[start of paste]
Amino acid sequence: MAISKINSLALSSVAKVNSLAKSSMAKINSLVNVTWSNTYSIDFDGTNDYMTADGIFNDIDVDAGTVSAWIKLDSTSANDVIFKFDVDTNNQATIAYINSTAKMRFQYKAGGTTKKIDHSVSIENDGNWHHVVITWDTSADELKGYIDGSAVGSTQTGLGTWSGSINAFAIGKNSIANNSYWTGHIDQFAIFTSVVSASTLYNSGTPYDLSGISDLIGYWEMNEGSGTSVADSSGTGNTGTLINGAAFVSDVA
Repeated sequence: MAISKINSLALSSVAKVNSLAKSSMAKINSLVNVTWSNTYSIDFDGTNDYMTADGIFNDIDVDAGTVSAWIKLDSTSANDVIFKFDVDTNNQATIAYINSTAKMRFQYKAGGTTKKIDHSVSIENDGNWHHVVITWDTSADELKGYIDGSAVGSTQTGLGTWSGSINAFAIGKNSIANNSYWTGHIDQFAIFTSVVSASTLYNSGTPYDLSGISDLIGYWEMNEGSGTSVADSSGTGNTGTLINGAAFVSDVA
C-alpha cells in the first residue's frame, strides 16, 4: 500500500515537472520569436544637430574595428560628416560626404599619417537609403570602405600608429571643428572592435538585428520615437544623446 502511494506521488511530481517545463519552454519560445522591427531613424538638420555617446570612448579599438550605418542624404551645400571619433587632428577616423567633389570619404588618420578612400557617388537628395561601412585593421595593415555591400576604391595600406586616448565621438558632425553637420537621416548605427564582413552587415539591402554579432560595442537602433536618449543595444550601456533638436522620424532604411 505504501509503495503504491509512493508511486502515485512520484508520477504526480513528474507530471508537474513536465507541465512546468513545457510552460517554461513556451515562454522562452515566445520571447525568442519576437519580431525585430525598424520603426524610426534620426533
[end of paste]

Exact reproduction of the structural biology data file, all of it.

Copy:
Amino acid sequence: MAISKINSLALSSVAKVNSLAKSSMAKINSLVNVTWSNTYSIDFDGTNDYMTADGIFNDIDVDAGTVSAWIKLDSTSANDVIFKFDVDTNNQATIAYINSTAKMRFQYKAGGTTKKIDHSVSIENDGNWHHVVITWDTSADELKGYIDGSAVGSTQTGLGTWSGSINAFAIGKNSIANNSYWTGHIDQFAIFTSVVSASTLYNSGTPYDLSGISDLIGYWEMNEGSGTSVADSSGTGNTGTLINGAAFVSDVA
Repeated sequence: MAISKINSLALSSVAKVNSLAKSSMAKINSLVNVTWSNTYSIDFDGTNDYMTADGIFNDIDVDAGTVSAWIKLDSTSANDVIFKFDVDTNNQATIAYINSTAKMRFQYKAGGTTKKIDHSVSIENDGNWHHVVITWDTSADELKGYIDGSAVGSTQTGLGTWSGSINAFAIGKNSIANNSYWTGHIDQFAIFTSVVSASTLYNSGTPYDLSGISDLIGYWEMNEGSGTSVADSSGTGNTGTLINGAAFVSDVA
C-alpha cells in the first residue's frame, strides 16, 4: 500500500515537472520569436544637430574595428560628416560626404599619417537609403570602405600608429571643428572592435538585428520615437544623446 502511494506521488511530481517545463519552454519560445522591427531613424538638420555617446570612448579599438550605418542624404551645400571619433587632428577616423567633389570619404588618420578612400557617388537628395561601412585593421595593415555591400576604391595600406586616448565621438558632425553637420537621416548605427564582413552587415539591402554579432560595442537602433536618449543595444550601456533638436522620424532604411 505504501509503495503504491509512493508511486502515485512520484508520477504526480513528474507530471508537474513536465507541465512546468513545457510552460517554461513556451515562454522562452515566445520571447525568442519576437519580431525585430525598424520603426524610426534620426533